The HPV vaccine protects against several strains of the Human Papilloma Virus (HPV), which can cause cervical cancer in women, anal and penile cancer in men, and genital warts in both sexes.
About the HPV vaccine
What does the recent schedule change mean? The NHS has changed it’s guidance on how many HPV vaccinations are required. If you are starting a new course most people will only require 2 doses, if you started a course before 1st April you should continue on your current schedule. Your nurse will be able to advise the most appropriate schedule for you. More information can be found in our FAQs.
Who can get vaccinated? It is best to get vaccinated before you have sex for the first time as this means you are protected before you are first exposed to HPV. You will still benefit from the vaccine if you have had sex.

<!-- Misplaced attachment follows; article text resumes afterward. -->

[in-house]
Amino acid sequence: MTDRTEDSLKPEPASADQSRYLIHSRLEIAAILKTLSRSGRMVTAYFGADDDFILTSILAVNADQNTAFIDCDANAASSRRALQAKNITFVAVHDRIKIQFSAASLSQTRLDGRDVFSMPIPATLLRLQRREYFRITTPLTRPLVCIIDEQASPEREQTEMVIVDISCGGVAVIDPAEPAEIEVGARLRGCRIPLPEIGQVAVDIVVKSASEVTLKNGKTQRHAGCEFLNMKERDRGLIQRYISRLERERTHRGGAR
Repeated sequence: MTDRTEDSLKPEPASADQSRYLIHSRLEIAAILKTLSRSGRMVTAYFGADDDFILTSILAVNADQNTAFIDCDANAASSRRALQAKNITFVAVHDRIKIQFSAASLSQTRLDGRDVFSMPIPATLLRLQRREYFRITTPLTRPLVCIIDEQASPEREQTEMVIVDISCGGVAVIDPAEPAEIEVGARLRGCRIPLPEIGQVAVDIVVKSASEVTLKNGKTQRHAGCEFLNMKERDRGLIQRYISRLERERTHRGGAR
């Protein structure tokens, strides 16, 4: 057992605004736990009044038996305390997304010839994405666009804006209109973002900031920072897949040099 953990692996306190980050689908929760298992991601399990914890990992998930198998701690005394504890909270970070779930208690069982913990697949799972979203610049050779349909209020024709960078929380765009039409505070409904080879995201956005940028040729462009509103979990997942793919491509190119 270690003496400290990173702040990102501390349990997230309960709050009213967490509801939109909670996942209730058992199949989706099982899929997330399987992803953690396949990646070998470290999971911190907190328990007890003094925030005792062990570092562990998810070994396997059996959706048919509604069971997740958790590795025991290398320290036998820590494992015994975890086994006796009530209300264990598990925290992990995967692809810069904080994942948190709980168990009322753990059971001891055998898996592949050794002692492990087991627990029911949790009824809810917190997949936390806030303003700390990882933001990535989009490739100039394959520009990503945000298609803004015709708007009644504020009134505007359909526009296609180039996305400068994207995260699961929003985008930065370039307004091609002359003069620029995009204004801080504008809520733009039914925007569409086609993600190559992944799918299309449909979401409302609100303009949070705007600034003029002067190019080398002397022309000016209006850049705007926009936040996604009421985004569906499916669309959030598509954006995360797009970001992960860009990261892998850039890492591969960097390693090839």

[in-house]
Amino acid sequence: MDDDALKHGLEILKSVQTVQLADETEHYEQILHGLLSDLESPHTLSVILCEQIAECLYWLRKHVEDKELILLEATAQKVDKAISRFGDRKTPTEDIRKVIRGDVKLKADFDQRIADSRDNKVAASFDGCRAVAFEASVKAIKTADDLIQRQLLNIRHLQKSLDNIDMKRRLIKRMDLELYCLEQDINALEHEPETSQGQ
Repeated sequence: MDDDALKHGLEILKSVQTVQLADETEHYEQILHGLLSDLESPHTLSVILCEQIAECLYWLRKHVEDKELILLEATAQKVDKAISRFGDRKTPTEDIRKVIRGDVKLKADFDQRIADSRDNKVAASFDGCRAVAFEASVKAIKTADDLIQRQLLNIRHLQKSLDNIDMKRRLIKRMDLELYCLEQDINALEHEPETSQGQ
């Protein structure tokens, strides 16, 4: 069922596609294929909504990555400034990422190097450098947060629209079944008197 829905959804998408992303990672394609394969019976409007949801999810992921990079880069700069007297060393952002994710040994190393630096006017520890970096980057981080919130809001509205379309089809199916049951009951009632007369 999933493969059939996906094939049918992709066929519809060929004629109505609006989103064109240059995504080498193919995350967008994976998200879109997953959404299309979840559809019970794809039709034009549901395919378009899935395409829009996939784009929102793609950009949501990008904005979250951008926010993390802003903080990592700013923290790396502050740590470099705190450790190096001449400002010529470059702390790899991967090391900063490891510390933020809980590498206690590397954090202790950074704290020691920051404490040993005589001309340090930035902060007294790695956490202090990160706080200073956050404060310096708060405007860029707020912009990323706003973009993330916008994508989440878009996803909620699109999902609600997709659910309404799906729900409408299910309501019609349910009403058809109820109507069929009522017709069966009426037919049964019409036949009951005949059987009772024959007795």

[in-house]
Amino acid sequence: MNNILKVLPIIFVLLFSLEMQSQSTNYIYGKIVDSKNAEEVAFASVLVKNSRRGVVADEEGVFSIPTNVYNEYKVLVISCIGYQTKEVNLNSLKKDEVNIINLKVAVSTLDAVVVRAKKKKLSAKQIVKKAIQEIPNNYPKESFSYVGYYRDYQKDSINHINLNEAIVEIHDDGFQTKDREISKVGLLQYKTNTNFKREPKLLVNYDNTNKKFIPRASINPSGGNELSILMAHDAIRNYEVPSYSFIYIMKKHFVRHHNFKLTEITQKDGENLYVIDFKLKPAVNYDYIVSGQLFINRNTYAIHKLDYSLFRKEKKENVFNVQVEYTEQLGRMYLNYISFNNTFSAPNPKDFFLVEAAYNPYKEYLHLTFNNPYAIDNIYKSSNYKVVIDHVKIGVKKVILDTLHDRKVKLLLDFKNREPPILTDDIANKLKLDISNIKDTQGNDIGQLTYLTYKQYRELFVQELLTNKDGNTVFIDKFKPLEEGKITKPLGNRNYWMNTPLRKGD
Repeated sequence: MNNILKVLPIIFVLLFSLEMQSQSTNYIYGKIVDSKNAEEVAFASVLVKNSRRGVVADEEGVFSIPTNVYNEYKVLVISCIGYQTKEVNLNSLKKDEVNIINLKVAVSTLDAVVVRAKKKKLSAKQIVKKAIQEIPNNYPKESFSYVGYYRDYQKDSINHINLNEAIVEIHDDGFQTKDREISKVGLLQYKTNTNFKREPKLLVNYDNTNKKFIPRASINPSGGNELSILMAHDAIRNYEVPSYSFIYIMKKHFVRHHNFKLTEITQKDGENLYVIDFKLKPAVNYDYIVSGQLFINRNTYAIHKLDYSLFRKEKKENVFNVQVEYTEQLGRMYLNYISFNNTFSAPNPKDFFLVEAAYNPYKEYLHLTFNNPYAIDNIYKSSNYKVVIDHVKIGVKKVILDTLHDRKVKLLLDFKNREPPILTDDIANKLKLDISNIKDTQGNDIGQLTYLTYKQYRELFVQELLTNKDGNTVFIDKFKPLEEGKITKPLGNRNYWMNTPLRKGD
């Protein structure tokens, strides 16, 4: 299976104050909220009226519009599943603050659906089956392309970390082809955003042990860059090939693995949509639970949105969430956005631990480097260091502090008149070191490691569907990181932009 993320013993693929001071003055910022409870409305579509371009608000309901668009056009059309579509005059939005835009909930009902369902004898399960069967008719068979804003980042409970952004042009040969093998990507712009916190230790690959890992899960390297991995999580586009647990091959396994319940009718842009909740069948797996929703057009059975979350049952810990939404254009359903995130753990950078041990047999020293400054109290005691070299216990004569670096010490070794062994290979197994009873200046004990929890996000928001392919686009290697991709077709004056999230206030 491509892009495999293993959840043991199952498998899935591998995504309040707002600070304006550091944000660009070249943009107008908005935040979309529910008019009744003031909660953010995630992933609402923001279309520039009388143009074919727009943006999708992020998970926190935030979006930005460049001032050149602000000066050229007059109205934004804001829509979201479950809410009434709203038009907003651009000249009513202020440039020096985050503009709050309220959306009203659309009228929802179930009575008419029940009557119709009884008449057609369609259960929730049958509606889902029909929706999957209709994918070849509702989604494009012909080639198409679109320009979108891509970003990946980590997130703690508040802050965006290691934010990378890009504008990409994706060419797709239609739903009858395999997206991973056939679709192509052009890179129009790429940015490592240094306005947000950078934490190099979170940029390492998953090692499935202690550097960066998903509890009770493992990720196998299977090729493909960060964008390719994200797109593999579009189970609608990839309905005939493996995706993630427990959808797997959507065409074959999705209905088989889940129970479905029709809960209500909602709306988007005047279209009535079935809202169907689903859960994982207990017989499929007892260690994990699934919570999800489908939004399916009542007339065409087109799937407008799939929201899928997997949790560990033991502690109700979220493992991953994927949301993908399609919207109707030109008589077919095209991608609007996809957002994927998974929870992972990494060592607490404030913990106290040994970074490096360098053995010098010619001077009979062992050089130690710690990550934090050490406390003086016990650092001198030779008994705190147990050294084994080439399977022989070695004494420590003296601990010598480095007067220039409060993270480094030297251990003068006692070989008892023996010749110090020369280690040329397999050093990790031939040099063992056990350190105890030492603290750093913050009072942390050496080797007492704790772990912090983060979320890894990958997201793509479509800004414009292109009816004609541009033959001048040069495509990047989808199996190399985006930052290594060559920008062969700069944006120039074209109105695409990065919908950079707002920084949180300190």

Boosters: Boosters are not currently recommended.
How it is given? Injection in the upper arm.
Side effects: You may experience mild side effects, such as dizziness, nausea, headache or fever.
Age restrictions: The HPV vaccine (Gardasil 9) is suitable for children over the age of nine, and women and men up to the age of 45.
Additional precautions: Use a condom every time you have sex to reduce the chance of catching HPV as well as other sexually transmitted infections (STIs). Women should attend cervical screening (smear tests) regularly.